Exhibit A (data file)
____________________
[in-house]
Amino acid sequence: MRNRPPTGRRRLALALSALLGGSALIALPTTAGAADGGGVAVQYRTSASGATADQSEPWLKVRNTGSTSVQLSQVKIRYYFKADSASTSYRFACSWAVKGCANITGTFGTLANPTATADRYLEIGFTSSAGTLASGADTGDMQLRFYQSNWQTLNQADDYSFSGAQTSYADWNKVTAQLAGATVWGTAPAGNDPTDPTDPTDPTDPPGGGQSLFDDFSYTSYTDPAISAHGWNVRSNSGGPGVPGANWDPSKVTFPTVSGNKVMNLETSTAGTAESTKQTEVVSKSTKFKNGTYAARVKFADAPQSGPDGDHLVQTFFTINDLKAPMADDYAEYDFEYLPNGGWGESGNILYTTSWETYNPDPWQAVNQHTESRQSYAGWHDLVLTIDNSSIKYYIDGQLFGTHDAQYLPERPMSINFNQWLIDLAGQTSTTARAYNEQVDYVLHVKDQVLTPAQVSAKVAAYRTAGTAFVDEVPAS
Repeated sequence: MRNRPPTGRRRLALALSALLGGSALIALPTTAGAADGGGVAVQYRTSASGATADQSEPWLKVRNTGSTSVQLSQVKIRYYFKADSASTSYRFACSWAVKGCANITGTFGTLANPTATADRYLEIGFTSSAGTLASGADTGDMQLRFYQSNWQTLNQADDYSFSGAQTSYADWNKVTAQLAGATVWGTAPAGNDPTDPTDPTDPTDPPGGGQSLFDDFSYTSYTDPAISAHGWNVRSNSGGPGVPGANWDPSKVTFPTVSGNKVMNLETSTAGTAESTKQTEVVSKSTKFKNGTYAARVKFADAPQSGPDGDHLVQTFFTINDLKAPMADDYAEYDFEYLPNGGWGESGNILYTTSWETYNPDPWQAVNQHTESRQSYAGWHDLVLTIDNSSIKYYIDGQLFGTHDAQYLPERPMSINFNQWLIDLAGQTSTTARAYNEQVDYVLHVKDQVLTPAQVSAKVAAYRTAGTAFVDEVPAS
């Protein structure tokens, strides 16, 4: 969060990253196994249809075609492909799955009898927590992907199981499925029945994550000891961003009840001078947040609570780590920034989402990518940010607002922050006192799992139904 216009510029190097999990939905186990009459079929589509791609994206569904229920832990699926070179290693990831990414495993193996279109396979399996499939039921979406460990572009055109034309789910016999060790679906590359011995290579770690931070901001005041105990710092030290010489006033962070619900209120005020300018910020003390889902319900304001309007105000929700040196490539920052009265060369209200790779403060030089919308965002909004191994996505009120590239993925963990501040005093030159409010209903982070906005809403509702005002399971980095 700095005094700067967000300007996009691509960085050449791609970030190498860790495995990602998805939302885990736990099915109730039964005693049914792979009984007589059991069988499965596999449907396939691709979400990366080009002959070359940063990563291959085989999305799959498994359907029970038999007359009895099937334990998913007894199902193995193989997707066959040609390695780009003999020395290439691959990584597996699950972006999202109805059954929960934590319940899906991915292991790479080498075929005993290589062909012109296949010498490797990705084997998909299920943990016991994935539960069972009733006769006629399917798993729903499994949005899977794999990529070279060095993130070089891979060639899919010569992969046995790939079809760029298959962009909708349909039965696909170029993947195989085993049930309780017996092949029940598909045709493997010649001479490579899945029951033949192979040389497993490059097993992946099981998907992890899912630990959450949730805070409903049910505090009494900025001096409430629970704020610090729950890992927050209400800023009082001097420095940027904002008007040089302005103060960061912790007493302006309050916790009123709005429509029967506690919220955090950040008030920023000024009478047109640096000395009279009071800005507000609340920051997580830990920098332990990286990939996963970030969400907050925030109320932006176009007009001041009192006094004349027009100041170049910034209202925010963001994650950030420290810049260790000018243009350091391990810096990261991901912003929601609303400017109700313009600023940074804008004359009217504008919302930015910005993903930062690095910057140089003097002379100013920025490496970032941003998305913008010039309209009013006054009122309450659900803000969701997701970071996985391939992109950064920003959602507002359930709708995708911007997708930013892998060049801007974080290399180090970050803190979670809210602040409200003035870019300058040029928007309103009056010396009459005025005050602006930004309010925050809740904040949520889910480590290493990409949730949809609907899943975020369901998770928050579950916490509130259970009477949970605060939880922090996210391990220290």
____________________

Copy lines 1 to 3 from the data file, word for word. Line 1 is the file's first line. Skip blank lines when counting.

[in-house]
Amino acid sequence: MRNRPPTGRRRLALALSALLGGSALIALPTTAGAADGGGVAVQYRTSASGATADQSEPWLKVRNTGSTSVQLSQVKIRYYFKADSASTSYRFACSWAVKGCANITGTFGTLANPTATADRYLEIGFTSSAGTLASGADTGDMQLRFYQSNWQTLNQADDYSFSGAQTSYADWNKVTAQLAGATVWGTAPAGNDPTDPTDPTDPTDPPGGGQSLFDDFSYTSYTDPAISAHGWNVRSNSGGPGVPGANWDPSKVTFPTVSGNKVMNLETSTAGTAESTKQTEVVSKSTKFKNGTYAARVKFADAPQSGPDGDHLVQTFFTINDLKAPMADDYAEYDFEYLPNGGWGESGNILYTTSWETYNPDPWQAVNQHTESRQSYAGWHDLVLTIDNSSIKYYIDGQLFGTHDAQYLPERPMSINFNQWLIDLAGQTSTTARAYNEQVDYVLHVKDQVLTPAQVSAKVAAYRTAGTAFVDEVPAS
Repeated sequence: MRNRPPTGRRRLALALSALLGGSALIALPTTAGAADGGGVAVQYRTSASGATADQSEPWLKVRNTGSTSVQLSQVKIRYYFKADSASTSYRFACSWAVKGCANITGTFGTLANPTATADRYLEIGFTSSAGTLASGADTGDMQLRFYQSNWQTLNQADDYSFSGAQTSYADWNKVTAQLAGATVWGTAPAGNDPTDPTDPTDPTDPPGGGQSLFDDFSYTSYTDPAISAHGWNVRSNSGGPGVPGANWDPSKVTFPTVSGNKVMNLETSTAGTAESTKQTEVVSKSTKFKNGTYAARVKFADAPQSGPDGDHLVQTFFTINDLKAPMADDYAEYDFEYLPNGGWGESGNILYTTSWETYNPDPWQAVNQHTESRQSYAGWHDLVLTIDNSSIKYYIDGQLFGTHDAQYLPERPMSINFNQWLIDLAGQTSTTARAYNEQVDYVLHVKDQVLTPAQVSAKVAAYRTAGTAFVDEVPAS